EID tagging: ‘The primary producer can’t be expected to carry the cost’

The primary producer can’t be expected to carry the entire cost of the mandatory extension of electronic identification (EID) tagging to all sheep, according to Fianna Fail TD Jackie Cahill.

Deputy Cahill made the comments as the EID tagging of sheep was discussed at length by the Joint Committee on Agriculture, Food and the Marine yesterday evening (Tuesday, June 20).

Earlier this year, it was announced that all sheep sold from October 1, 2018, onward will have to be identified electronically. However, this decision has come in for significant criticism from various farm organisations in recent weeks.

Speaking at yesterday’s meeting, deputy Cahill admitted that the benefits of EID tagging can’t be argued with – but he stated that levelling farmers with the additional costs is unfair.

“We’re talking about a very low income sector here. You’re talking about an imposition of a significant cost on farmers.

If you take store lambs coming off the hills, varying in price from €35/head to €50/head, the cost of this is a significant part of that sale price – a very significant part of it.

“That is probably the lowest income sector that we have in the whole industry – hill sheep farmers. You’re talking about 3% to 4% of the value of the animal being put on the cost of this tag.

“If this was on the beef side, you would be talking about €20/tag for a calf – that’s the comparison that you are talking about. That’s the context you have to put it in. There are benefits from this, but the primary producer can’t be expected to carry the cost of it.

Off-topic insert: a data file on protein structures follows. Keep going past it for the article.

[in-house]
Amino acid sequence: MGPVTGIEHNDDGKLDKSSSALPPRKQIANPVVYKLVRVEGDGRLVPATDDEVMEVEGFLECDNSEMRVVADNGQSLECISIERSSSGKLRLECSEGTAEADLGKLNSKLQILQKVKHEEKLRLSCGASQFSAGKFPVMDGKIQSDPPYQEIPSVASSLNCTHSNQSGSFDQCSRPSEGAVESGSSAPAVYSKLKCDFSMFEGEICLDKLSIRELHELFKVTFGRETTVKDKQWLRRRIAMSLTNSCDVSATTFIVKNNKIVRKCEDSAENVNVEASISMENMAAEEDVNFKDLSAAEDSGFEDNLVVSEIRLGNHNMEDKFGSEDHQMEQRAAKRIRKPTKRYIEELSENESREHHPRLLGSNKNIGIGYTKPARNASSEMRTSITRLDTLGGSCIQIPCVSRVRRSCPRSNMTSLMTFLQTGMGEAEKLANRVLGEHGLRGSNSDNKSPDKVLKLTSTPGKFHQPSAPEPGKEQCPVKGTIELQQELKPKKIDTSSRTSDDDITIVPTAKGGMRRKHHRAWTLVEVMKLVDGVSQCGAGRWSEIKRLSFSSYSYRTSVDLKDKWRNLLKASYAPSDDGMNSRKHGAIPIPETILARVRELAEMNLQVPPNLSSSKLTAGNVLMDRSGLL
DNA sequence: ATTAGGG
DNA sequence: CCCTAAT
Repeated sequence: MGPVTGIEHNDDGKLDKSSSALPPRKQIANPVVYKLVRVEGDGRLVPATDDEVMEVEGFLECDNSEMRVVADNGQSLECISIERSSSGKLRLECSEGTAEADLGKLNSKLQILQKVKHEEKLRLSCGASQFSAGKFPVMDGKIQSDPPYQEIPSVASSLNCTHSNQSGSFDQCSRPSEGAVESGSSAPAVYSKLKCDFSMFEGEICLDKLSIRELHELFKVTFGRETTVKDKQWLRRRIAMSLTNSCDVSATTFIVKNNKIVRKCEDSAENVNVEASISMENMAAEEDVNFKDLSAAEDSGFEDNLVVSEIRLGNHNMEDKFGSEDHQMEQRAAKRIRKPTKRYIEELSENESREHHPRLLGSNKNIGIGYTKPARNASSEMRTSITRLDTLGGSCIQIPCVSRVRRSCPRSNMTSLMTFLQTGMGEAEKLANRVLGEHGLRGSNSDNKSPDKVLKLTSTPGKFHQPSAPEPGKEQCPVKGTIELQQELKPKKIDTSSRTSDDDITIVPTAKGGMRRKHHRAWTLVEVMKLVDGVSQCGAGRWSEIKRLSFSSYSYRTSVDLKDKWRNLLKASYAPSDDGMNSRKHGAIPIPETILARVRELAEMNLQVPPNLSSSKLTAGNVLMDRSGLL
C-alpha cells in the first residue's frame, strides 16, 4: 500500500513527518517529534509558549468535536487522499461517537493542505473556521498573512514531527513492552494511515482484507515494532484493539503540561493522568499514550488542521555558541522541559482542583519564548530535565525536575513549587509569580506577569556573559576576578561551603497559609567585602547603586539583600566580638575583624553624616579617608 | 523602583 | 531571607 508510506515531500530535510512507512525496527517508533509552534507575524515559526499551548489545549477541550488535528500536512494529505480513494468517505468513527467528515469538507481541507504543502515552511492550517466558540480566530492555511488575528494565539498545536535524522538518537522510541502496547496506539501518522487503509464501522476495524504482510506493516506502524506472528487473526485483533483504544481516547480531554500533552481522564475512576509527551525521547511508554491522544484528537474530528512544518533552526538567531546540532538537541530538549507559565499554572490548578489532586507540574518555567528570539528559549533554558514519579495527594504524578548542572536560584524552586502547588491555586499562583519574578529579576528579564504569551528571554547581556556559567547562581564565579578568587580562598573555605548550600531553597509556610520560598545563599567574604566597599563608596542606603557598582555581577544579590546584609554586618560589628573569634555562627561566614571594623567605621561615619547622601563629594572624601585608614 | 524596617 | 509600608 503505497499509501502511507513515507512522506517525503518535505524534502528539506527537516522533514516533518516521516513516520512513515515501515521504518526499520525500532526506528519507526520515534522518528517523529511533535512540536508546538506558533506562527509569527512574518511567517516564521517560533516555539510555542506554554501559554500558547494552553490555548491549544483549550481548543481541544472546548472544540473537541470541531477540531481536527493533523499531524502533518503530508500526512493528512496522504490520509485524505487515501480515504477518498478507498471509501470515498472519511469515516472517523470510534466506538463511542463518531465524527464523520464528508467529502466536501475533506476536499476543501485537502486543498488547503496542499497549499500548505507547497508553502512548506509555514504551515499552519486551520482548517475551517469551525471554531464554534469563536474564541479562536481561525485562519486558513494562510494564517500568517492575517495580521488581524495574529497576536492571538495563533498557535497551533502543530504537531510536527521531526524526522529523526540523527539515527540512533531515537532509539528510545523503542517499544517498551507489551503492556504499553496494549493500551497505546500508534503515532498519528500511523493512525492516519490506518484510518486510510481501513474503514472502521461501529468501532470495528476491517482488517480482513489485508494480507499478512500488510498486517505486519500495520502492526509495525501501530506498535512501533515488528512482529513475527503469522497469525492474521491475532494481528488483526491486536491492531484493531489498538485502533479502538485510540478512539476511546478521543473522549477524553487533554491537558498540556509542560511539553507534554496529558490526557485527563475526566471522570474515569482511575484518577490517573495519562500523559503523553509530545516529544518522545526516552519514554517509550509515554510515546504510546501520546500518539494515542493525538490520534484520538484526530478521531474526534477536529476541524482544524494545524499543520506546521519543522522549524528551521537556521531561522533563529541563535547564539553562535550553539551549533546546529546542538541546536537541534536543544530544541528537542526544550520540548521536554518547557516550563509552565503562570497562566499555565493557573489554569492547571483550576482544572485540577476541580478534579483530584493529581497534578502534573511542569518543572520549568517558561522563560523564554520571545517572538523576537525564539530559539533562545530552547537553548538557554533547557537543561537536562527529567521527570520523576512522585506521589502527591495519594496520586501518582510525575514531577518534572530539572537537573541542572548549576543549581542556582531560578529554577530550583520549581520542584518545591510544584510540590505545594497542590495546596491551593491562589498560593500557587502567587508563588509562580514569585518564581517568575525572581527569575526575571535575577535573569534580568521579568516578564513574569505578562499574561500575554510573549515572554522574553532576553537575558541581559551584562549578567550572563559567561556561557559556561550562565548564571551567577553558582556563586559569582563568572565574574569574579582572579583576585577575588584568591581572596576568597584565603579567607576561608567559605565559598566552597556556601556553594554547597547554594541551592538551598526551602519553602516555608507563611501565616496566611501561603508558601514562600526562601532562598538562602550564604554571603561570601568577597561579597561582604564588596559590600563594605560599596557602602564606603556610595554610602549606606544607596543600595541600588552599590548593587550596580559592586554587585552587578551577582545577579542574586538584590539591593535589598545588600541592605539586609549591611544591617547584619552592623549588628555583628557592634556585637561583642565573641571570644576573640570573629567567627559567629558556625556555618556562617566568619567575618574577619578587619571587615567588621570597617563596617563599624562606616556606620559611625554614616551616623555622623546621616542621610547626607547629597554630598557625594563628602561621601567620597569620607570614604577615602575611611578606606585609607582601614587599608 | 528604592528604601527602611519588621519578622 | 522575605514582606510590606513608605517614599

“To impose this extra cost on the primary producer just isn’t practical or isn’t sustainable,” the Fianna Fail TD said.

Given the expected underspend in the Sheep Welfare Scheme, deputy Cahill indicated that the funds should be used to override the costs associated with the mandatory extension of EID tagging to all sheep later this year.

Cost

During the committee meeting, Martin Blake – chief veterinary officer with the Department of Agriculture, Food and the Marine – explained that calculations regarding the costs associated with EID tagging have been carried out.

Blake stated that EID tags are in the region of 75c dearer than conventional tags.

Under the current pricing system, he estimated that the mandatory extension of EID tagging will result in additional costs of between €75 and €78, with regards to a lowland flock comprising of about 100 ewes.

Representatives from the department and Meat Industry Ireland (MII) said that both marts and slaughter plants will also have to invest in additional technology and infrastructure in order to accommodate the switch towards EID tagging.

‘The right thing to do’

Moving entirely towards EID tagging is the right thing to do, according to the Minister for Agriculture, Food and the Marine, Michael Creed.

Speaking in the second half of the meeting, he said: “There is a cost; I have never hidden from the fact that there is a cost. But I don’t think that it is weighed in on the other side of the balance sheet that there is also a labour-saving device here.

Apart from being much more effective – in terms of traceability – the labour requirement on farms with EID is far, far less than it would be under the current regime.

“I mean, transposing 13-digit numbers on to dispatch documents is not conducive to accuracy,” he said.